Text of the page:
Saturday, January 25, 2014

Ten Books People Lie About Reading

A piece by Ben Domenech at The Federalist discusses ten books that people often claim to have read but haven't. I don't know how Domenech arrived at this list, but here it is anyway for your perusal. The comments on the books are his. How many of them have you read? Tell the truth, now.

Here's Domenech:
Have you ever lied about reading a book? Maybe you didn’t want to seem stupid in front of someone you respected. Maybe you rationalized it by reasoning that you had a familiarity with the book, or knew who the author was, or what the story was about, or had glanced at its Wikipedia page. Or maybe you had tried to read the book, even bought it and set it by your bed for months unopened, hoping that it would impart what was in it merely via proximity (if that worked, please email me)....

So here’s my attempt to drill this down to a more realistic list: books that are culturally ubiquitous, reading deemed essential, writing everyone has heard of… that you’d be mildly embarrassed to admit you’ve never read.

10. Atlas Shrugged, Ayn Rand: The libertarian moment has prompted a slew of people to lie about reading Ayn Rand, or to deploy the term “Randian” as a synonym for, say, competitive bidding in Medicare reform, without even bothering to understand how nonsensical that is.

9. On the Origin of Species, Charles Darwin: Many pro-evolutionists online display no understanding that the pro-evolution scientific community rejects the bulk of Darwin’s initial findings about evolution.

8. Les Miserables, Victor Hugo and A Tale of Two Cities, Charles Dickens: Virtually every bit of literature about the French Revolution could be tied here, though ignorance of it might inspire fun future headlines, such as “De Blasio Brandishes Knitting Needles, Calls For ‘The People’s Guillotine’ To Be Erected In Times Square.”

7. 1984, George Orwell: A great example of a book people think they have read because they have seen a television ad. On Youtube.

6. Democracy in America, Alexis De Tocqueville: Politicians are the worst about this, quoting and misquoting the writings of the Tocqueville without ever bothering to actually read this essential work. But politicians do this a lot – with The Federalist Papers and The Constitution, too.

5. The Wealth of Nations, Adam Smith: Smith’s invisible hand is all that many people seem to know about his work, but his contributions were more sophisticated than that, rejecting a simplistic view of self-interest and greed as the motivating factors in a healthy economy.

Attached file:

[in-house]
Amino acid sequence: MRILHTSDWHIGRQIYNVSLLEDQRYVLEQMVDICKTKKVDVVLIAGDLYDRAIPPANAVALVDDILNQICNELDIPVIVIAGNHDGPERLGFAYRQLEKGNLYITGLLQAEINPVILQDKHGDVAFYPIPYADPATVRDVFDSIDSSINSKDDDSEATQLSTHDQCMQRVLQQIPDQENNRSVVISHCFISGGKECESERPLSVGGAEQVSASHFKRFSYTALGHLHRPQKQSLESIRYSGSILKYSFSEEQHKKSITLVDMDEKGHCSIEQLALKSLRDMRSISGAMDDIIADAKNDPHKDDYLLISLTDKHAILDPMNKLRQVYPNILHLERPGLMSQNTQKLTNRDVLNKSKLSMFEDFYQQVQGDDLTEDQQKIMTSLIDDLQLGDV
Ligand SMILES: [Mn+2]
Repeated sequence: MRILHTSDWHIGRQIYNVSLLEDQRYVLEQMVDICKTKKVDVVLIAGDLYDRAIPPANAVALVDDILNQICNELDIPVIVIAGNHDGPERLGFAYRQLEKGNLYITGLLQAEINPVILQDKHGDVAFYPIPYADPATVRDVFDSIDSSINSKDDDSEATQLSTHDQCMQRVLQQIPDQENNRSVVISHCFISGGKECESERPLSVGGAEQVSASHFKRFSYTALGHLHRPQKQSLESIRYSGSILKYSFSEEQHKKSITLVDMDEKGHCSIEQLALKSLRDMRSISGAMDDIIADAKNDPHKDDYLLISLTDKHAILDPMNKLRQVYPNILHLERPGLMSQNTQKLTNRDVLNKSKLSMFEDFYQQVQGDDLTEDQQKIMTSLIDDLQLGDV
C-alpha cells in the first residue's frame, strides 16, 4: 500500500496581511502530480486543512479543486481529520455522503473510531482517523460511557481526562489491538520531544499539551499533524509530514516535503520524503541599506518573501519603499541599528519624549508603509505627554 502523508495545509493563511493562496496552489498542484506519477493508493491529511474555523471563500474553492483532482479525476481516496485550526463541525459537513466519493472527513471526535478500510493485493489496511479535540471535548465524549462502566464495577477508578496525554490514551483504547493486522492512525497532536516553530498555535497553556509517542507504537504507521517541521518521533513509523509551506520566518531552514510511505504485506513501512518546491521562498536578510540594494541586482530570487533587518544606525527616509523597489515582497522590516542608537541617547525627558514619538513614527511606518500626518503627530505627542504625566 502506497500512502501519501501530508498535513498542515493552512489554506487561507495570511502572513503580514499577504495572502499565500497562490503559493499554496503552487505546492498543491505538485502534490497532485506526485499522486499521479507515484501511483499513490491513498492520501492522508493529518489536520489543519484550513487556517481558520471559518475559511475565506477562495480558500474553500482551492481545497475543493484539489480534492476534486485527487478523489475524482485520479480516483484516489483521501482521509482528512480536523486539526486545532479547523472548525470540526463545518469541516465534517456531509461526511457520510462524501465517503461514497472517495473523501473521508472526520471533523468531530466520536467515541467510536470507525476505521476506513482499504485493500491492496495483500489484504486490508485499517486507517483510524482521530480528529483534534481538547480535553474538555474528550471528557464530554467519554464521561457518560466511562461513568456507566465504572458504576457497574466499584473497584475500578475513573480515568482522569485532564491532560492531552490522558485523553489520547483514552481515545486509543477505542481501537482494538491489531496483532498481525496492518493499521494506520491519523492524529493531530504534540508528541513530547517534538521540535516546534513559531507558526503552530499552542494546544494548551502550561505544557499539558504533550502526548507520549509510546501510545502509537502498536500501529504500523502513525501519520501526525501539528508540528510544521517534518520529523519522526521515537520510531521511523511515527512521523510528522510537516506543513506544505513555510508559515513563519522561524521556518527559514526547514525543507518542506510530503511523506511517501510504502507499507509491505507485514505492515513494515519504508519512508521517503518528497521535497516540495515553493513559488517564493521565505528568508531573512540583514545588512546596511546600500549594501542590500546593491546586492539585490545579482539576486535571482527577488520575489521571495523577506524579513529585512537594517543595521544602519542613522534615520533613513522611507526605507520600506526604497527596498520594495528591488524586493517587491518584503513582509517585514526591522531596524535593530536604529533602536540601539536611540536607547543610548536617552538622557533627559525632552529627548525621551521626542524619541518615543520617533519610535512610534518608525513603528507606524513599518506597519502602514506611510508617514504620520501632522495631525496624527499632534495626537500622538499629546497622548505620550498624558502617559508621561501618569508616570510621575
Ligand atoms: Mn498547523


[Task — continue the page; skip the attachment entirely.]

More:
4. Moby Dick, Herman Melville: If you haven’t managed this one yet, consider that William F. Buckley, Jr. did not actually read this until he was 50, remarking then to friends: “To think I might have died without having read it.”

3. The Art of War, Sun Tzu: Misunderstood and misapplied by people who’ve never bothered to read it, Sun Tzu’s advice is as much a guide to war as it is to avoiding combat via deception and guile, and to only fight battles one is certain of winning.

2. The Prince, Niccolo Machiavelli: Viewed by people who don’t understand the context as a guide to mendacious political gamesmanship and the use of hypocrisy and cruelty as political tools, Machiavelli’s work is likely a brilliant work of sarcastic trolling which contradicts everything else he wrote in life – which is one reason it was dedicated, sarcastically, to the Medicis who exiled and tortured him.

1. Ulysses, James Joyce: I own this book but have never read it.
There are three books on Domenech's list I haven't read, and, I'm not ashamed to say, I plan on never reading. If you're curious they're #5, #3, and #1.

I'll never read Wealth of Nations because it's eye-glazingly laborious. I won't read Art of War because I'm not sufficiently interested in the topic, and I won't read Ulysses because, well, I'm not sure why anyone has read Ulysses.

Of the books on the list that I have read, I especially recommend both of the selections at #8, as well as #7, and #6, but all of them would repay the time and effort it takes to read them (except for maybe Origin of Species which in my opinion requires a special interest in biology to appreciate). My personal favorite on the list, and in my top two or three all-time favorite books, is Hugo's Les Miserables which is a work of sheer genius.

If now you're curious about what my very favorite all-time novel is it's Dostoyevsky's Brothers Karamazov which is also a work of genius.